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The next time you start singing along to your favourite song on the radio, I want you to think of a guy named Tom Hudson. He used to spend a lot of time singing along to the radio when he was growing up in Fort Smith, Northwest Territories. Tom Hudson is a Metis and except for the fact that he says he sang all the time, his upbringing as a trapper's son was probably pretty typical for a northern teenager.

Tom grew up in the '50s and '60s and he says his favourite singer was Elvis Presley. But it didn't really matter who was on the radio, because Tom says he sang along with anyone. He just sang and he sang and he sang.

Tom Hudson is 36 years old now and he's still singing. The difference is that he's now the singer for a five-man band from Yellowknife called the Komatiks. The band doesn't play Elvis Presley tunes so Tom isn't singing about hound dogs or blue suede shoes. Instead, he's more likely to be singing about apartheid and outer space, among other things.

I was in a recording studio recently where I was lucky enough to listen to him sing the vocals for the band's first album. The songs were done in a variety of styles but they were all mainstream rock-and-roll. The songs were written by the Komatiks and they cover a lot of musical territory - everything from hard-driving California rock to a funky cosmic tune set in outer space; from a scorching message on the fight for freedom in South Africa to a haunting big-city soul song.

The music of the Komatiks is smooth and tight but what sets it on fire is the way Tom sings the lyrics. He doesn't play an instrument. He can't. The only thing he can do is sing - but then he does it extremely well. He can make a line in a song sound as sharp and clear as a rifle shot. And just like Elvis, he can use a catch in his throat to squeeze all the hurt and all the feeling out of a love song 'til he makes your backbone squirm.

The fact that Tom can sing with strength and tenderness is probably not that unusual, especially when you consider that he's been singing all his life. The funny thing, though, is that Tom Hudson doesn't look, or act anything like what you might expect. For starters, he's big enough and he's probably strong enough to make Hulk Hogan hang up his wrestling trunks. But he's no tough guy. He's polite, very quiet and very modest - especially for someone with his talent. He certainly doesn't look like a rock-and-roll singer, either. There's no wild hair-do, no wild clothes.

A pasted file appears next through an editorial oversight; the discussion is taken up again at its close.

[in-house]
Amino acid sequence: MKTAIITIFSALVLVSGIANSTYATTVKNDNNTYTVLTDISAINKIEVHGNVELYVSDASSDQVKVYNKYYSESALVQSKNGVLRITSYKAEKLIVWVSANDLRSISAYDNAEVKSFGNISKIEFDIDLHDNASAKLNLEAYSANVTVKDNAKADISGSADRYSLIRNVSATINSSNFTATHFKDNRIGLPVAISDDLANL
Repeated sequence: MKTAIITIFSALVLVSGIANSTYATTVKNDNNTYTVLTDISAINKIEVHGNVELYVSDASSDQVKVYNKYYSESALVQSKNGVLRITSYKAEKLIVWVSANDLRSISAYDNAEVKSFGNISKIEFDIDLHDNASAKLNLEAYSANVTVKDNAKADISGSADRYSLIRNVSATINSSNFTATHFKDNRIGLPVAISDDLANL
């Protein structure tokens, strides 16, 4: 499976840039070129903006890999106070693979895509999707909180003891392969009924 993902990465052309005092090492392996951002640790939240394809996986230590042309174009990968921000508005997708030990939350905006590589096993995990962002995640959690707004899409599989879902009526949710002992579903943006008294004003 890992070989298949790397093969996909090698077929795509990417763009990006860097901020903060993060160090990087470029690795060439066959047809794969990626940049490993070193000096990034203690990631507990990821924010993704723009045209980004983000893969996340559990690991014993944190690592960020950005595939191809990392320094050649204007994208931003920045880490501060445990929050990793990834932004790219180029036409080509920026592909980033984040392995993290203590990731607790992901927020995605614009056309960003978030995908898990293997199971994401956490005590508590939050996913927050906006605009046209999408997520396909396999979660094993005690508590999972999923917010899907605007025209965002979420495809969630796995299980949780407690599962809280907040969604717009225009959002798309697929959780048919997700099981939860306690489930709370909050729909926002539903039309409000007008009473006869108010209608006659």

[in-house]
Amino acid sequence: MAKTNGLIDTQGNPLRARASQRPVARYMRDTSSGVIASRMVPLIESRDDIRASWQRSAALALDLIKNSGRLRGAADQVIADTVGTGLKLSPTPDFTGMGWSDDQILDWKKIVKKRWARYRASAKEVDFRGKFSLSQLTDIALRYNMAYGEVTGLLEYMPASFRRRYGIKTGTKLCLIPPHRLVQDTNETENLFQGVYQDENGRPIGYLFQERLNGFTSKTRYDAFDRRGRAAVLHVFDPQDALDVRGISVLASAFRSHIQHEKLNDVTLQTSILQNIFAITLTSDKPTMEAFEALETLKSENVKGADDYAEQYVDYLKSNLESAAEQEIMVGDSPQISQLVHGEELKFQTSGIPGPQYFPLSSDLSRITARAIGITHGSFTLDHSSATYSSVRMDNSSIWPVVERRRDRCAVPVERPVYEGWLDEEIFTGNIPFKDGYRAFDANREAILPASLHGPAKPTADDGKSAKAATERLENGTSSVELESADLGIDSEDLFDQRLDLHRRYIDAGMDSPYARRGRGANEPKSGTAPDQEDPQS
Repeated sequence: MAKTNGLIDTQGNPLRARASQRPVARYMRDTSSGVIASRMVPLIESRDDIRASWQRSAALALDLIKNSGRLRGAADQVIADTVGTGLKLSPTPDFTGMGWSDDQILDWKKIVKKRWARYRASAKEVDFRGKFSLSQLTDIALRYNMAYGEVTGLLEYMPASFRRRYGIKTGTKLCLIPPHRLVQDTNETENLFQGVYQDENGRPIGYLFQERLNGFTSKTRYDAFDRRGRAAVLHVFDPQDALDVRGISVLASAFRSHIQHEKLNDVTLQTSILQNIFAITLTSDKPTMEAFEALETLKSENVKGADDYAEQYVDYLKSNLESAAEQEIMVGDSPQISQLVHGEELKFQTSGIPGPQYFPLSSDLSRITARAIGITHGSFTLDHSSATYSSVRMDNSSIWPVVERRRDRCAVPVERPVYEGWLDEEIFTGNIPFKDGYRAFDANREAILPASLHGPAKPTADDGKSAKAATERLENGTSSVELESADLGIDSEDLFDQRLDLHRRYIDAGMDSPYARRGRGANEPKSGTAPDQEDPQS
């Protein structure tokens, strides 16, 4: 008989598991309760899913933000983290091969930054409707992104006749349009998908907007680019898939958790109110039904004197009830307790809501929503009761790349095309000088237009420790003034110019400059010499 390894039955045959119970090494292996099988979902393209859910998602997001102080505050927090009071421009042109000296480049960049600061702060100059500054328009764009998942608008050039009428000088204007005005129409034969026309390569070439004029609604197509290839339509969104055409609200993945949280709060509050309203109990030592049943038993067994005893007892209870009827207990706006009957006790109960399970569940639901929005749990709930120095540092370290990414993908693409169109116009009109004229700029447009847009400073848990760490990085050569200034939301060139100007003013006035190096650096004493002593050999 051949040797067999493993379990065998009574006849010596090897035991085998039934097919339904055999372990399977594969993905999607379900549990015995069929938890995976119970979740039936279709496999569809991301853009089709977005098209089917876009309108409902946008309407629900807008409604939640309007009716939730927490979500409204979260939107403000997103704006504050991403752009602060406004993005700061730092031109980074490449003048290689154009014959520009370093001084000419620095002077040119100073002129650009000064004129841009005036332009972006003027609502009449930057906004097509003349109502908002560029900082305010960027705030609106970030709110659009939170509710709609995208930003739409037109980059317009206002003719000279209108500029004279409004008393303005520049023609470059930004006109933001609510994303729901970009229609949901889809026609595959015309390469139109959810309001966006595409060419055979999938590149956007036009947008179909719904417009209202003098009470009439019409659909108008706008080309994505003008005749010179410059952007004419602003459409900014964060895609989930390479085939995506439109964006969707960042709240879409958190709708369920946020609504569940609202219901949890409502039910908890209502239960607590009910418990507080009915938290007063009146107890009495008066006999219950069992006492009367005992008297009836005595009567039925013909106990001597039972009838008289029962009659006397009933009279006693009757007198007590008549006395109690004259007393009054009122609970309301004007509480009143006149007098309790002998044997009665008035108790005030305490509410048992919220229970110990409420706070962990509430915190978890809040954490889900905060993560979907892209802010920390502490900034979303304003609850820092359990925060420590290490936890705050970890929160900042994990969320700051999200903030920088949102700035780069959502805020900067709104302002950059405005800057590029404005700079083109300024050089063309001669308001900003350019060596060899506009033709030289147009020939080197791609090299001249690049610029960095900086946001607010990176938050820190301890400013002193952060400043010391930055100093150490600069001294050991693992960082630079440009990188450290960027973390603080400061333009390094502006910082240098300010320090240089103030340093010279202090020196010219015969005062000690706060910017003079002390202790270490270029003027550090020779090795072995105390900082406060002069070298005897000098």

If anything, he looks like a bureaucrat - which is just what he is. Tom works as a personnel officer for the Government of the Northwest Territories. His job is one of the ironies in his life. For the past ten years he's helped to guide the careers of dozens of his government colleagues while his own musical career has been stalled somewhat between dream and reality.

But if the Komatiks album catches on, Tom Hudson's musical career will finally take off. I'm not the only one who thinks highly of him and his singing. Some of the pros in the music business say he's this close to stardom.

He just might make it and I'm not bashful about cheering him on. The reason is simple - it's time one of our people became a big-league rock-and-roll star.

Rock music is, without question, a major cultural force all over the world. In fact, one of the few things that unites young Native people across this country is their overwhelming interest in rock-and-roll. It goes without saying that a Native rock star would have a colossal impact on Native youth. I think a Native rock star would spread pride, confidence and the knowledge the Native people can make it in anywhere in society.

A Native rock star would automatically become a role model for Native youth. Since I don't have a high opinion of most rock stars, I'd feel pretty good about Tom Hudson filling that role because the one thing Native young people don't need is a loud-mouthed, hard-drinking hell-raiser for a role model.

It will still be a cuple more months before anyone will be able to listen to the Komatiks on the radio. When you do get to hear their music, though, I want you to think back to 20 years ago, to a little Metis boy sitting in a cabin in Fort Smith, singing along to the radio, dreaming about a career as a singer. I also want you to think about the Native kids who are listening to the radio today, singing along to the music and dreaming. I like to think that 20 years from now some of those kids will be singing in the big time. And I like to think that some of them will say their favourite singer wasn't Elvis Presley. It was Tom Hudson.